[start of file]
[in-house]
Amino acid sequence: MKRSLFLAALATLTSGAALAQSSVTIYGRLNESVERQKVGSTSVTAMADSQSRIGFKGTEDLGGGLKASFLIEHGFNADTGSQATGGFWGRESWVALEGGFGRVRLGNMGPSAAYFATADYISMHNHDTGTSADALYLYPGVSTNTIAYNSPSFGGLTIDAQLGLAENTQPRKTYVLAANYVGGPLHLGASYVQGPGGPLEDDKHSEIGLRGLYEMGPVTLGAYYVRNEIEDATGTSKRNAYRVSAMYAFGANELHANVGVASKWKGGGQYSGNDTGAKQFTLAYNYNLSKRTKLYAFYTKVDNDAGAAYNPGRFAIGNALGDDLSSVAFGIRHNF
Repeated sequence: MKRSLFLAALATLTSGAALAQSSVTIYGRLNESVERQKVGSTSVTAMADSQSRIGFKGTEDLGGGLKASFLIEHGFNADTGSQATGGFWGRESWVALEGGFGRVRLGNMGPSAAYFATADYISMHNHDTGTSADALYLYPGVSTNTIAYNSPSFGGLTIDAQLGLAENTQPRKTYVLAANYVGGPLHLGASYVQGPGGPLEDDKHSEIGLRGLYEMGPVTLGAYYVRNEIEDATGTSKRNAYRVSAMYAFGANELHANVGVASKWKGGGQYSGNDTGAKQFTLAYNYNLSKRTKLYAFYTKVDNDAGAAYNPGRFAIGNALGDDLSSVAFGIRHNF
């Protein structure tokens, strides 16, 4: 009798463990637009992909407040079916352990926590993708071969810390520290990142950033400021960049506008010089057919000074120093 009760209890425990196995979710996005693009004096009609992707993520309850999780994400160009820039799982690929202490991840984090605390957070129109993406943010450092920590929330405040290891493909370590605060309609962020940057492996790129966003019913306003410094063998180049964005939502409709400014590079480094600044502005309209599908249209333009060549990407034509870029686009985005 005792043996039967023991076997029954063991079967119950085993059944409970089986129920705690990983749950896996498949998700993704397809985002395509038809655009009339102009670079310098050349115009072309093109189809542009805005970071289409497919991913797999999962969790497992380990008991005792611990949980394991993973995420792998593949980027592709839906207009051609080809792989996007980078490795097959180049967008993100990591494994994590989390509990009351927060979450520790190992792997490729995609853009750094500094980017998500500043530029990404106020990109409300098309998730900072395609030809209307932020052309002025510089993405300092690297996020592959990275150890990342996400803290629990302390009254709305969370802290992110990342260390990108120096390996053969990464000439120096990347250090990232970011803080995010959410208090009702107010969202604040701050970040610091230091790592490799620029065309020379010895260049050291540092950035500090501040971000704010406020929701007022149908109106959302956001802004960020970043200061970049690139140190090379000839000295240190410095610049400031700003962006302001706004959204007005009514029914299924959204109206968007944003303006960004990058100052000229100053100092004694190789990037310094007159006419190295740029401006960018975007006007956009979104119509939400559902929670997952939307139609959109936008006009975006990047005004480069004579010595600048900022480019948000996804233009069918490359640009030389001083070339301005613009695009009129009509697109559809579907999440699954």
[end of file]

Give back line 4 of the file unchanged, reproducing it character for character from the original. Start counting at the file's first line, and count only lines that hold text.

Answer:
């Protein structure tokens, strides 16, 4: 009798463990637009992909407040079916352990926590993708071969810390520290990142950033400021960049506008010089057919000074120093 009760209890425990196995979710996005693009004096009609992707993520309850999780994400160009820039799982690929202490991840984090605390957070129109993406943010450092920590929330405040290891493909370590605060309609962020940057492996790129966003019913306003410094063998180049964005939502409709400014590079480094600044502005309209599908249209333009060549990407034509870029686009985005 005792043996039967023991076997029954063991079967119950085993059944409970089986129920705690990983749950896996498949998700993704397809985002395509038809655009009339102009670079310098050349115009072309093109189809542009805005970071289409497919991913797999999962969790497992380990008991005792611990949980394991993973995420792998593949980027592709839906207009051609080809792989996007980078490795097959180049967008993100990591494994994590989390509990009351927060979450520790190992792997490729995609853009750094500094980017998500500043530029990404106020990109409300098309998730900072395609030809209307932020052309002025510089993405300092690297996020592959990275150890990342996400803290629990302390009254709305969370802290992110990342260390990108120096390996053969990464000439120096990347250090990232970011803080995010959410208090009702107010969202604040701050970040610091230091790592490799620029065309020379010895260049050291540092950035500090501040971000704010406020929701007022149908109106959302956001802004960020970043200061970049690139140190090379000839000295240190410095610049400031700003962006302001706004959204007005009514029914299924959204109206968007944003303006960004990058100052000229100053100092004694190789990037310094007159006419190295740029401006960018975007006007956009979104119509939400559902929670997952939307139609959109936008006009975006990047005004480069004579010595600048900022480019948000996804233009069918490359640009030389001083070339301005613009695009009129009509697109559809579907999440699954």